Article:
Cut to Kyan stabbing the picnic fabric chair with a fire poker.

The FF gather round to make Kordio excited and nervous because he’s going to be the on-air announcer on NY 1.

Marina interviews that Kord needs a polished look.

Kord’s friend interviews that his style is “New England sports grunge.”

In the SUV, KK discusses how he’s excited and how he’s wanted to do this since he was 7 and in Nantucket. How many times is he going to say that? He’s nervous but “it’s about time.”

Thom takes him to a furniture store that has dark stuff and also feminine stuff that tie into Nantucket and his tattoo. Obligatory sofa sitting. Kissyface doesn’t like light colors because they can get dirty. Thom suggests using a slip cover. They sit on a white couch. Then move on to chairs. The first one is black with a metal frame that Kendra says is good for playing video games. Next, they sit in chair made of cuba cloth or something to that effect. It looks like a NYC taxi cab. Kastro says he wants the more modern look and Thom agrees. Thom must be on valium because his sarcasm level is way down.

Thom then makes him do impromptu sportscasting into an African statue that he’s supposed to pretend is a microphone. Why are they doing this in the middle of the store? This is stupid. He does it because he does everything he’s told.

Over to the NBA Store with Jai who has a special guest. I hope it’s not a fake special guest like when Jai surprised Alex with his acting coach. Oh, wow. This is a really special guest. It’s Amaad Rashad (I know–it’s spelled fo-net-ick-ly) who was hiding behind a newspaper all surprisey like. He’s been in the business forever so he gives KK some advice. Jai says that he’s already given Amaad the tape from before. Amaad thinks it’s “network quality work.”

Jai is “into a little role playing.” Oh, really, now. Oh, he means make Kordy mock-interview Amaad. Kors stumbles and mumbles through the first question, but AR answers gracefully. Some more questions that are better and some more answers that would be interesting to me if I were interested in sports. Amaad is going to watch NY 1 and might give RipKord an interview if he does well.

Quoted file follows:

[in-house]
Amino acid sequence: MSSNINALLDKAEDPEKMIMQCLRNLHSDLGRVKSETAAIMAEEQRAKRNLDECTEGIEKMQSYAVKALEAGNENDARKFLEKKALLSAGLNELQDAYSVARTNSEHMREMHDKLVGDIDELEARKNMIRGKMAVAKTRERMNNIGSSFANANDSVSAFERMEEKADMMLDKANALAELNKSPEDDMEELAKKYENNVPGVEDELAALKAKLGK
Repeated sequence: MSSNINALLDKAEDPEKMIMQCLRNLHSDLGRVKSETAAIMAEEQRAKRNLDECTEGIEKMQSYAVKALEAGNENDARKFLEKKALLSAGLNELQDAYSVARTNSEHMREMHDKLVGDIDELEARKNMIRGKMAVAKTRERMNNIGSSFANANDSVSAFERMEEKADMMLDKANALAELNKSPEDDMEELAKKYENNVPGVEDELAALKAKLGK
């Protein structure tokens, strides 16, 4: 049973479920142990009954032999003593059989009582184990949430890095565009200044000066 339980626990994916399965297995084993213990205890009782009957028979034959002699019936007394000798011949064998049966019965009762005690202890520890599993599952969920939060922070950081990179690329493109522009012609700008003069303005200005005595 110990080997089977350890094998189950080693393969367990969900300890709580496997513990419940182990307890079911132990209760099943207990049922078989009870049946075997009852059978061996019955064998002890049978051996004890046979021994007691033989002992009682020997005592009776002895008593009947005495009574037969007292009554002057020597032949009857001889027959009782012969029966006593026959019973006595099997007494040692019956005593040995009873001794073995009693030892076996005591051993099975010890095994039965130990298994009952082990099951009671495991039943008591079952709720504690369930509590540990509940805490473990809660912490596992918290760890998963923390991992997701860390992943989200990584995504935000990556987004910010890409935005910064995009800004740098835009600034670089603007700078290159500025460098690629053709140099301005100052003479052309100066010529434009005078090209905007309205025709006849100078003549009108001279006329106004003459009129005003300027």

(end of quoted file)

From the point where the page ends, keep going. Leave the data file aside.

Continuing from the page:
Next is Carson, carrying Kalgon on his back into a clothes store of an American designer who mixes European bold sensibility with traditional American style. Joe something. He dresses sports figures. Carson opens the dressing room door, and there’s Kyan! Carson calls Kyan’s pants “super cute,” a phrase I love. Carson says Kyan’s there “to double team” him while Kyan yells, “Take em off” and claps his hands together maniacally. Back it down, there.

They put him in a dark suit with a dark purple shirt and yellow striped tie. The shirt sleeves come a bit past the jacket sleeves which is a good look. Carson makes him hold a designer shoe like a microphone and shows him just how much skin should stick out at the wrist when he’s broadcasting. Kyan suggests, “And perhaps a nice manicure, if I may say so myself.” Did anyone ask you, MOTO? You are so on the list since the whole fat comment. Hush.

Next up, rain gear. Carson puts him in a black raincoat that seems oh so comfy. Kandy loves it.

Carson then gives him an orange button down shirt and an off white sweater. They both are good colors for his skin tone. Carson then does his whole tucking the shirt into the pants thing. It gives a waistline. But does anyone really tuck anymore? Carson adds a tweed white jacket. It’s all very nice. Finally, a pinstripe umbrella tops off the outfit. Then Carson goes in for the kiss. “Just one little peck.” Kilo slaps him on the back. Carson rolls his eyes and then suggests they move on to hair.